For moving molecules has been built and demonstrated by a multinational research team. The scanner offers a potentially fast way to make high-resolution images of molecules such as DNA. Traditional scanning-probe microscopes can produce molecular-resolution images, but at the cost of slow scanning speeds. The new device, shown here, is stationary; molecules travel past an array of posts intended to stretch them, then proceed through a microscopic fluid channel (5 microns wide by 1 micron deep) across a trio of 100-nm-wide slits illuminated with near-field laser light. The laser causes the molecules to fluoresce, and that fluorescence yields a far-field image. To ensure high-quality images, the microscope accepts data only from those molecules that cross the three slits at roughly equal time intervals. The researchers obtained 200-nm-resolution imaging data in just 100 milliseconds for a DNA molecule with 200‥000 base pairs (corresponding to about 74 microns in stretched form). Resolution...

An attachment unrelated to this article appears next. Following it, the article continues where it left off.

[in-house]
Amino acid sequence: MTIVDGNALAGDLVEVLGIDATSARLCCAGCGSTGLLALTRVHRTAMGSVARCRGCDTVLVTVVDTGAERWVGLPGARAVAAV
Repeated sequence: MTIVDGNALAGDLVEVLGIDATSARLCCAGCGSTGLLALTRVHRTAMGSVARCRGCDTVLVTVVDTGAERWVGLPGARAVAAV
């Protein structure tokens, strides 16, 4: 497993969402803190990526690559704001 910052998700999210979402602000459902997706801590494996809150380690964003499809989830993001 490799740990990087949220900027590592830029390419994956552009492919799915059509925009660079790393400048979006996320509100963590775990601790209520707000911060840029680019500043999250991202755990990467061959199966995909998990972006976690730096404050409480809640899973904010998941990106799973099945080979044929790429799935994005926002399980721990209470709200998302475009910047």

Benjamin P. Stein; A near-field scanner. Physics Today 1 April 2001; 54 (4): 9. https://doi.org/10.1063/1.4796327
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